Friday, July 4, 2014
Third-generation Norfolk cereal grower arable Jim Alston has designed a robust hi-tech electronic gate for livestock farmers.
It has taken him more than three years of field testing before production of the lightweight driver-operated gate started in earnest last month.
By using carbon fibre, it ensures that all surfaces will conduct a mild electrical current to contain even the most curious farm animal in field or yard.
Mr Alston, of Manor Farm, Calthorpe, near Aylsham, has tested it thoroughly even down to -20C. It uses solar panels, with back-up from a small battery, so that it can be placed in remote locations.
“We’ve tested it and even in the darkest winter months, it will operate for two to four weeks,” he added.
“Everything that an animal is likely to lick will give it a bite of a mild shock,” he said.
The gate, which is 4m (13ft) wide, will fit a smaller gap, because the arms can overlap. A 5m version can also be made, to order.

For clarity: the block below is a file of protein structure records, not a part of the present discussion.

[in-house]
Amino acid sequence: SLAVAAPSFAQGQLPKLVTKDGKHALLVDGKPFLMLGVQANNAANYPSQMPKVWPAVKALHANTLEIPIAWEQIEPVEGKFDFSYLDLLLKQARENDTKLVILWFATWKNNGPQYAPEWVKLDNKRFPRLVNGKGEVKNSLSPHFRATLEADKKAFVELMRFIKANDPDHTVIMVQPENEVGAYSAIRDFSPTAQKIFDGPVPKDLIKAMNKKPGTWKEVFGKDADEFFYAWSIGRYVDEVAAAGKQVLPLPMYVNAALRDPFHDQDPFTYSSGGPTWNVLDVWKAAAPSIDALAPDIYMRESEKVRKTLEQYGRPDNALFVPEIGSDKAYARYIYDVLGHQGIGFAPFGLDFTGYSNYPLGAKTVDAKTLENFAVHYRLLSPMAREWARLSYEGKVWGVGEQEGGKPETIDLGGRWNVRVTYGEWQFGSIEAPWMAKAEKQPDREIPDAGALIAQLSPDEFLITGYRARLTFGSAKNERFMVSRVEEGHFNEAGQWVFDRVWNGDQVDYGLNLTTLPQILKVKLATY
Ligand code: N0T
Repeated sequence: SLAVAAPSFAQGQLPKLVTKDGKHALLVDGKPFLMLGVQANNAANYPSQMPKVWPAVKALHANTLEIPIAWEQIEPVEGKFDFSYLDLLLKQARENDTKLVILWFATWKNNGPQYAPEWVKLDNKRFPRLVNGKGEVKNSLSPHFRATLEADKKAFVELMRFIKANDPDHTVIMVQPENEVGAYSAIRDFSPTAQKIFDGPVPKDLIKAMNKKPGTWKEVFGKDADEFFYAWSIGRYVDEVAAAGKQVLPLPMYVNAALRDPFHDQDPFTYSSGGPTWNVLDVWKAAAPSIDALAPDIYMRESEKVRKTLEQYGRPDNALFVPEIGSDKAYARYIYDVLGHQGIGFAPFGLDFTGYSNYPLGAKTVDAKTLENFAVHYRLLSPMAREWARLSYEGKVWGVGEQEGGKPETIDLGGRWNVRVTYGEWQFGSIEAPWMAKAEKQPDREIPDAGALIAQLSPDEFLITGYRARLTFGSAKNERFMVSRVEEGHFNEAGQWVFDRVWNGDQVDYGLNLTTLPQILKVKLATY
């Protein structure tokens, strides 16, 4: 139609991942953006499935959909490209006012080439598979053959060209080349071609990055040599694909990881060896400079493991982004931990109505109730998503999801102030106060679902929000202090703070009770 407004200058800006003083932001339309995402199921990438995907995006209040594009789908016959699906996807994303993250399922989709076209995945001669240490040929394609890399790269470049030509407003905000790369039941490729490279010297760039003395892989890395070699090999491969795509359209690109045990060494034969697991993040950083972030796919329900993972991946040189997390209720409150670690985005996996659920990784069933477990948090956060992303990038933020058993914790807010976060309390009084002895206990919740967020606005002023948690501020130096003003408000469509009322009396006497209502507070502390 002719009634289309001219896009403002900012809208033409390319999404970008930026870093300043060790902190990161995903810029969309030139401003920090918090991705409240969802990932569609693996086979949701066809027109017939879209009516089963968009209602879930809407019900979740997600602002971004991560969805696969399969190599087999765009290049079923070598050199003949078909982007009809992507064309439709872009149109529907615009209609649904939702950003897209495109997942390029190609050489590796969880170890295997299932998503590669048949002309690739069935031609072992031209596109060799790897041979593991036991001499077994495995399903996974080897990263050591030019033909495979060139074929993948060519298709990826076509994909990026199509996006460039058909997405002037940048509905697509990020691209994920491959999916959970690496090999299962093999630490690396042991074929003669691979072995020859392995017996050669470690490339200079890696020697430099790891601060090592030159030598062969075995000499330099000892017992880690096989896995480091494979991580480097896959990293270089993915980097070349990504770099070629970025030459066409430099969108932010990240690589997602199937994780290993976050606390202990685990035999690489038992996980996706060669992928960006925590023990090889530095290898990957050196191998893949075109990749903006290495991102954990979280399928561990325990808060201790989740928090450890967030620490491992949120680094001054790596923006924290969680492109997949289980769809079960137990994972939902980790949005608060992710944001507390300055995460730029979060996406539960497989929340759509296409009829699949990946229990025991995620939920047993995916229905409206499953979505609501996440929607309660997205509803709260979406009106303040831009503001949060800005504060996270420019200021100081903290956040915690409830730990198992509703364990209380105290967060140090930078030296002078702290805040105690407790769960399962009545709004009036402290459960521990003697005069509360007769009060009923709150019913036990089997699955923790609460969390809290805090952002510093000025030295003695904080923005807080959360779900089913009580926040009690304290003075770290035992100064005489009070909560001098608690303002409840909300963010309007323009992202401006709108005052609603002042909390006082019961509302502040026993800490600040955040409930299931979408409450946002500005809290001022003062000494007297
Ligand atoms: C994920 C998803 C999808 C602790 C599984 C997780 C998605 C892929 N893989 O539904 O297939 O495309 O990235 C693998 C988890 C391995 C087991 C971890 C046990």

As it weighs just 21kg, it can easily be moved from hill or field to the yard. Mr Alston’s gate said that the flexibility would make it possible to be used either singly or as a double gate and would be ideal for a hill farmer using a quad bike to check sheep or cattle.
Launching at the Royal Norfolk Show, Mr Alston and designer colleague, Oliver Chastney, have already received dozens of inquiries. d funding from the UK’s innovation agency, the Technology Strategy Board. The project also received funding in the first batch of Eastern Agri-tech funds earlier this month.
The gate costs £1,950 but a special launch £150 discount will apply to orders confirmed before early next month.
Tucked away on Pottergate is one of Norwich’s best kept secrets, but it might not stay that way for long.